In addition, the DNAm processing, sample and probe exclusions, and modeling information are described extensively in the Supplementary Materials of Markunas et al. [11].

Following RNA extraction, samples were sequenced using paired-end 100 bp reads on an Illumina HiSeq3000 at LIBD [11, 31]. RNA-seq samples were pseudomapped using Salmon v1.1.0 [32]. Transcript quantifications were aggregated to the gene-level counts using tximport v1.12.3 [33], resulting in 60,240 GENCODE v34 genes. Samples were excluded based on RNA-seq quality metrics, low RNA integrity (RIN) score, discrepancies between self-reported sex and chromosome Y gene expression, discrepancies between RNA and DNA derived genotype data, and missing genotype data. Sample-level QC removed 36 samples, resulting in a post-QC RNA-seq sample size of 203. Lowly expressed genes were then removed using the exclusion criteria of ≥90% of samples with ≤10 gene counts or ≤1 transcripts per million value. For eQTL mapping, GRCh37 human genome reference coordinates were used for all gene annotations to align with the genotype data genome build. In total, 16,274 genes were considered for eQTL mapping. See Supplementary Materials for more details.

Methylation and expression quantitative trait loci (meQTL/eQTL) mapping

We performed cis-meQTL mapping using imputed genetic variants with an MAF > 0.05 and DNAm intensity β-values of probes proximal, within 500 kilobases (kb) up or downstream, to these variants. Four different meQTL mapping regression models were fit: (1) a “baseline” model to test for association between genetic variants and DNAm β-values across both smoking cases and controls; this model included age at death, sex, estimated non-neuronal cell-type proportion [34], principal component 1 (PC1) for DNAm array negative control probes, PC1 for imputed genotypes, and PC2 for imputed genotypes as covariates (see Supplementary Methods for model selection details); (2) a smoking cases–only model similar to the baseline model; (3) a smoking controls–only model similar to the baseline model; and (4) an interaction model to test for associations of a genetic variant-by-smoking status interaction with DNAm β-values. All models used rank-inverse normal transformed (RINT) DNAm β-values. The smoking cases–only and controls–only models are needed to generate summary statistics used to conduct stratified two degrees-of-freedom (2DF) tests. The stratified 2DF test jointly tests for genetic variant main effects and genetic variant-by-smoking status interaction effects [35]. Additional details are provided in the Supplementary Methods.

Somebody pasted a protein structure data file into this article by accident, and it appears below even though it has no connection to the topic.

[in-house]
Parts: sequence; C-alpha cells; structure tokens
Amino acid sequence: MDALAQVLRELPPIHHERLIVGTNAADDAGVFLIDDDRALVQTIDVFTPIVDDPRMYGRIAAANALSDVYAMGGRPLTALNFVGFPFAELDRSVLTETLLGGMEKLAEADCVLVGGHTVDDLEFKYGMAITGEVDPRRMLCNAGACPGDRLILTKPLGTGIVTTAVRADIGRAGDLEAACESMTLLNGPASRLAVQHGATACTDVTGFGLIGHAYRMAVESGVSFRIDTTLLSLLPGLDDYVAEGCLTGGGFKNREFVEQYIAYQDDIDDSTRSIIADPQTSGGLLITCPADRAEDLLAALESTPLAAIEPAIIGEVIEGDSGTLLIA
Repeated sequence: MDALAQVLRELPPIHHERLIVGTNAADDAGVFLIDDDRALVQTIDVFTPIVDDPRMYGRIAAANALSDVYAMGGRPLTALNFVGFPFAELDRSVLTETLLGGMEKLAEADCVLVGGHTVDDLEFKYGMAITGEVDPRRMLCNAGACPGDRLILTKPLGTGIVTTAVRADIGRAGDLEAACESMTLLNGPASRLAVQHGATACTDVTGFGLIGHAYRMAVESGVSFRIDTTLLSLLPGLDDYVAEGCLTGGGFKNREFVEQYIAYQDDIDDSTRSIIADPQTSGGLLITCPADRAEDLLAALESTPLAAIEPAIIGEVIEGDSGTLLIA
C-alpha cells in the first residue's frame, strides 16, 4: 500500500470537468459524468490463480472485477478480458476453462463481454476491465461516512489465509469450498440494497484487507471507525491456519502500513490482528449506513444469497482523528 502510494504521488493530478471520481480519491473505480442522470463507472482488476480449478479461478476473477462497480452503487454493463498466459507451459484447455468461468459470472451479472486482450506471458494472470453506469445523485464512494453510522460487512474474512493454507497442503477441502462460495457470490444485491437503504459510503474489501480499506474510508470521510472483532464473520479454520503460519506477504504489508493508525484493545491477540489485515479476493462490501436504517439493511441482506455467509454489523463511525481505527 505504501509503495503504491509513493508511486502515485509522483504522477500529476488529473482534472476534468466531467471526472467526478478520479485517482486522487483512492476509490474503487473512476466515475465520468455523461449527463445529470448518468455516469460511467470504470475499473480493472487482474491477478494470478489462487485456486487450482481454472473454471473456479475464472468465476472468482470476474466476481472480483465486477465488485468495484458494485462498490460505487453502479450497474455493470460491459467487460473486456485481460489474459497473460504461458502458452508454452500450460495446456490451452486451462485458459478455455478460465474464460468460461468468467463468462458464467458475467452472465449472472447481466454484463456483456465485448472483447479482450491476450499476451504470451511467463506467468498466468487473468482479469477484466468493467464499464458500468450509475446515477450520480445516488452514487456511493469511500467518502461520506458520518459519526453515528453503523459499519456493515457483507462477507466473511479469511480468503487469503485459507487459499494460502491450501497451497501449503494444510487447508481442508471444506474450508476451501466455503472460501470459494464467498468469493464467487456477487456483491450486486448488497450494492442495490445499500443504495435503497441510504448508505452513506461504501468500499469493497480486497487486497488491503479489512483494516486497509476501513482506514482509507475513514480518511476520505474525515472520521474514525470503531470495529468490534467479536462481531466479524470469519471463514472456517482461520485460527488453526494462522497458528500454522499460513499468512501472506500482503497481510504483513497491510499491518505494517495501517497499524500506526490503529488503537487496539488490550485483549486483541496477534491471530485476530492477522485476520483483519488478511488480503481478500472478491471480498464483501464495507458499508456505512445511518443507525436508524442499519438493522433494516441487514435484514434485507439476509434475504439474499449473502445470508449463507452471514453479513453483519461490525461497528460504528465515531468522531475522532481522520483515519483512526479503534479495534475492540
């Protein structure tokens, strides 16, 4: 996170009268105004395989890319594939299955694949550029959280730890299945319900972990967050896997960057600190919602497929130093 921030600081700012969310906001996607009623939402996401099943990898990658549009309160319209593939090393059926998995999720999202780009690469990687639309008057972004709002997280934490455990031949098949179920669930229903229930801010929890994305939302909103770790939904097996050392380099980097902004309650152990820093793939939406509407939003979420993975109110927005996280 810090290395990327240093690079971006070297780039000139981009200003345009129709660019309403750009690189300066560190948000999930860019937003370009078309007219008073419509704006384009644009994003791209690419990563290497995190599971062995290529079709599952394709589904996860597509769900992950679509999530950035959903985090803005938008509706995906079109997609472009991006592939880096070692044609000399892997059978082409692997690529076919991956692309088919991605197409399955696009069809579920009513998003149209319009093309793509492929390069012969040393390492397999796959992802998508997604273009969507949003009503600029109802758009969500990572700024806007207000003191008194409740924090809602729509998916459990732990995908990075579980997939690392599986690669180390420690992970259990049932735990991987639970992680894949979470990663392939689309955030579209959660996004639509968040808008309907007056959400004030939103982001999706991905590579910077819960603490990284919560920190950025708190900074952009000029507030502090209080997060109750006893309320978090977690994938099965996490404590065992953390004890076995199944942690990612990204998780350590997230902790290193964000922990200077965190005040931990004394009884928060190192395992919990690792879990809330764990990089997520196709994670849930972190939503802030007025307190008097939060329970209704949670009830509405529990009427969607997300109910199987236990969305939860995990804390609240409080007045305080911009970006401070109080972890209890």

A similar framework was applied for cis-eQTLs. Baseline, smoking cases–only, smoking controls–only, and interaction eQTL models were fit for each imputed genetic variant and NAc expression levels of genes proximal (within 500 kb of gene body) to these variants. Counts for a given gene underwent median-of-ratios normalization [36] and RINT to obtain values used to represent the gene’s expression level. The covariates included in each model were age at death, sex, exon mapping rate, ribosomal RNA mapping rate, PC1 for imputed genotypes, PC2 for imputed genotypes, and four latent variables estimated by PEER v1.3 [37] to account for additional unmeasured sources of confounding (see Supplementary Methods).